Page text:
Is the age of the self-replicating robots already upon us?
The answer might just be yes if these scientists are to be believed. They say they have created the first "living robots" from frog cells that can reproduce.
The researchers from the universities of Vermont, Tufts, and Harvard made the living robots by removing and incubating living stem cells from frog embryos.
The living robots are called "xenobots" because the cells were taken from the embryos of the African clawed frog which is called xenopus.
These stem cells are capable of growing into different cells, such as brain cells, blood cells, and bone cells.
Previously, the same team published a study showing how xenobots could be programmed using AI to behave in a particular way, but they’ve now found that they are also capable of recreating themselves, an unexpected finding.
Co-author Professor Michael Levin from Tufts University explains that the xenobots are not reproducing in normal biological ways.
"This is not replication at the cellular level. The cells are not what's replicating here. This is the replication of the bot itself. So the xenobots are making other xenobots," he said.
Professor Jeremy Green, a developmental biologist from King’s College London who was not involved in the study, explains how this replication takes place.
"What they've done is they've taken cells that naturally cluster and that, having clustered, developed little hairs on their surfaces. So the whole cluster moves around and they've enabled these clusters to push other cells into new clusters that then go on and do the same thing," said Green.
Levin says that once extracted from the frog embryo, the stem cells under the microscope behaved unexpectedly.
"In their new environment, these cells can basically reboot their multicellularity, they can find a new way to be a functional living, moving, behaving proto organism,” he said.
“This is very important to understand how it is that this collection of cells can find a new way to function in a new environment, in a new configuration, even though it was never actually selected by evolution directly for this and for this function".
Cells are reproducing in a way frogs can't
Levin explains that what the cells can do is make copies of themselves - not just of individual cells, but of the whole organism.
"They do this in a completely novel way because they can't do it in the way that they would normally as a frog. This is not how frogs reproduce, but they've figured out a new way to carry out a similar function, which is to replicate the structure of the bot," he said.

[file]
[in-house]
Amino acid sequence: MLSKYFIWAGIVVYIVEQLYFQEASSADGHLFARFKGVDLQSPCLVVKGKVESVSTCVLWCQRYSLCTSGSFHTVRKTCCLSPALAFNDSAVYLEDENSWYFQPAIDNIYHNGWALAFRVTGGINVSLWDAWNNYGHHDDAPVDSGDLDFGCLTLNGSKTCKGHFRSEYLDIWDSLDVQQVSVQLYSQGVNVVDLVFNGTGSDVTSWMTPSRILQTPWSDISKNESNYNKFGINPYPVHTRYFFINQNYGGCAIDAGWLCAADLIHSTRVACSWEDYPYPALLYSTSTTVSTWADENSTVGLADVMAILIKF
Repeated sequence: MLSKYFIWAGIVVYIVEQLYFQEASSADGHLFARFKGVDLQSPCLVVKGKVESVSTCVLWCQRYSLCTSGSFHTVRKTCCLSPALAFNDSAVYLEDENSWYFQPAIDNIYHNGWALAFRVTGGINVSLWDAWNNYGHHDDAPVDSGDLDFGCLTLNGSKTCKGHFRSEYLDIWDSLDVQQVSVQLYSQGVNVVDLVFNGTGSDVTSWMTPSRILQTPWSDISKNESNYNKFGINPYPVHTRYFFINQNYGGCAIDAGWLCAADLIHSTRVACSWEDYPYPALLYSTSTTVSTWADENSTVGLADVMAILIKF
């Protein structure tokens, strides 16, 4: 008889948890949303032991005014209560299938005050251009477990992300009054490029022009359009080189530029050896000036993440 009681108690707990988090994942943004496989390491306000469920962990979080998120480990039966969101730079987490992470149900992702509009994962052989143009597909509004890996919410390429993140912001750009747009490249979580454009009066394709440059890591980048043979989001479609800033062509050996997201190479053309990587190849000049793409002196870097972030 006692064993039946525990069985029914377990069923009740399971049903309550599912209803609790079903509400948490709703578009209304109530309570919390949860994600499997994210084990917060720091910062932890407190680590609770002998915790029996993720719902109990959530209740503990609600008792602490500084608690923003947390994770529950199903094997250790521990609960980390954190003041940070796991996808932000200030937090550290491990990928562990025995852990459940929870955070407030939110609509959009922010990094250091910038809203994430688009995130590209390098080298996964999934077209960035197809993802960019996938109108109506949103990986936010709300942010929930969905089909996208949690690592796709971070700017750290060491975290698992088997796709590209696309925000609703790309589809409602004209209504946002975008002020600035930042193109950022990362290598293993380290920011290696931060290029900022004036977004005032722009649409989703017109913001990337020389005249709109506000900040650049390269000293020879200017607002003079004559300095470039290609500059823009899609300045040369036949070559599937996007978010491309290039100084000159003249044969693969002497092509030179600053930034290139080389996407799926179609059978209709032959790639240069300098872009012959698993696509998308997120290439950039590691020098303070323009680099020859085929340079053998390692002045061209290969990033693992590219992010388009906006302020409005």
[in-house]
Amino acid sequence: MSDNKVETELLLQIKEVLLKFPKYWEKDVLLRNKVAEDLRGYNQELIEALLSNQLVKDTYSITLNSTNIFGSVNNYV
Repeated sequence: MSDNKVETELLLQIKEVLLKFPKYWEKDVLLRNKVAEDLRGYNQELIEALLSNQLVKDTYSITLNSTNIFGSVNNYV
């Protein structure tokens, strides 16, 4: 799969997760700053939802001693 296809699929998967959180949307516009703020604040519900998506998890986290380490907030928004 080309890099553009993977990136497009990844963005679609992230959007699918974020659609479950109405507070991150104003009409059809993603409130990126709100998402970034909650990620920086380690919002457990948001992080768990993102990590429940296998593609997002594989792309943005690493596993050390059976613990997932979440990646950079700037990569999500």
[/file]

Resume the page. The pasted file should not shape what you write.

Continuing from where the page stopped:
The cell clusters, or xenobots, only have enough energy to last for a week in a dish, although Levin says it's possible to keep them alive for a month if they introduce nutrition to their saline solution.
More importantly, he believes these swimming, cell gathering clusters can, with further AI involvement, be used as robots to carry out microscopic repairs.
"What are the rules that help us understand if we were to arrange cells and stimulate them in a particular way? What would the collective do learning those rules?” he asked.
“It is an incredibly difficult process and AI is a tool for us to learn and to really crack that code".
Because the cells are capable of doing things without being programmed, Levin argues they will achieve more than man-made robots which have to be programmed for every function.
Once they know how the cell behaves they can feed that into AI to find out how they can manipulate it to do a specific function thereby increasing the robot's capability.
"This technology, which is really right at the intersection of machine learning and artificial intelligence, of the plasticity of evolved organisms, of us, trying to use machine learning to understand how do we get these cells to do something that they wouldn't normally do?" said Levin.
"This really blurs the line between robotics and biology because we have a degree of control over these and that's what the machine learning part of this project was. But there's also tons of novelty here that emerges from the biology itself that we did not directly micromanage or programme in".
He says that using this system to understand how we can get collectives of cells to do what we want them to do has applications far beyond biobots, robots, or robotics.
"It has applications all across some regenerative medicine and across AI, because the things we learn from these bots, we can take back and build new machine learning architectures that are based on that kind of amazing biological plasticity, which we haven't exploited yet in engineering," added Levin.